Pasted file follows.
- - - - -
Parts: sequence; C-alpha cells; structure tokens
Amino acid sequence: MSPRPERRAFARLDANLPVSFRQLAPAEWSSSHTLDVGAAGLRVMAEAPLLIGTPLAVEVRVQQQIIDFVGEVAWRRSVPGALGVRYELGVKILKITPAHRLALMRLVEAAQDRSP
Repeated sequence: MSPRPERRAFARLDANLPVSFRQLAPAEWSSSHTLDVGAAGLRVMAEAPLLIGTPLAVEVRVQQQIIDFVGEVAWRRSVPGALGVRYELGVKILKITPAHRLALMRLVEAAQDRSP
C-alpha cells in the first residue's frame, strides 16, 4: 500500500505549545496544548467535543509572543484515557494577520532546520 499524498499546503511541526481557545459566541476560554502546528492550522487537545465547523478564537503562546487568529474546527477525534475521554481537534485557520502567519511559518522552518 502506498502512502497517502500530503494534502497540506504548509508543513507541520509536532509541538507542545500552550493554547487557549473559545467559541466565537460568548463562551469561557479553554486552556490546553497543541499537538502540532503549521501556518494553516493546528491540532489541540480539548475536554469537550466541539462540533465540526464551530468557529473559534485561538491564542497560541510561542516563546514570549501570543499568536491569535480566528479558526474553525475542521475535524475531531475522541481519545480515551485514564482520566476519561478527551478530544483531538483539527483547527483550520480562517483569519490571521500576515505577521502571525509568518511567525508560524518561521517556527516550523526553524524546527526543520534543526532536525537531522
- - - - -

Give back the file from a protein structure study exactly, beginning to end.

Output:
Parts: sequence; C-alpha cells; structure tokens
Amino acid sequence: MSPRPERRAFARLDANLPVSFRQLAPAEWSSSHTLDVGAAGLRVMAEAPLLIGTPLAVEVRVQQQIIDFVGEVAWRRSVPGALGVRYELGVKILKITPAHRLALMRLVEAAQDRSP
Repeated sequence: MSPRPERRAFARLDANLPVSFRQLAPAEWSSSHTLDVGAAGLRVMAEAPLLIGTPLAVEVRVQQQIIDFVGEVAWRRSVPGALGVRYELGVKILKITPAHRLALMRLVEAAQDRSP
C-alpha cells in the first residue's frame, strides 16, 4: 500500500505549545496544548467535543509572543484515557494577520532546520 499524498499546503511541526481557545459566541476560554502546528492550522487537545465547523478564537503562546487568529474546527477525534475521554481537534485557520502567519511559518522552518 502506498502512502497517502500530503494534502497540506504548509508543513507541520509536532509541538507542545500552550493554547487557549473559545467559541466565537460568548463562551469561557479553554486552556490546553497543541499537538502540532503549521501556518494553516493546528491540532489541540480539548475536554469537550466541539462540533465540526464551530468557529473559534485561538491564542497560541510561542516563546514570549501570543499568536491569535480566528479558526474553525475542521475535524475531531475522541481519545480515551485514564482520566476519561478527551478530544483531538483539527483547527483550520480562517483569519490571521500576515505577521502571525509568518511567525508560524518561521517556527516550523526553524524546527526543520534543526532536525537531522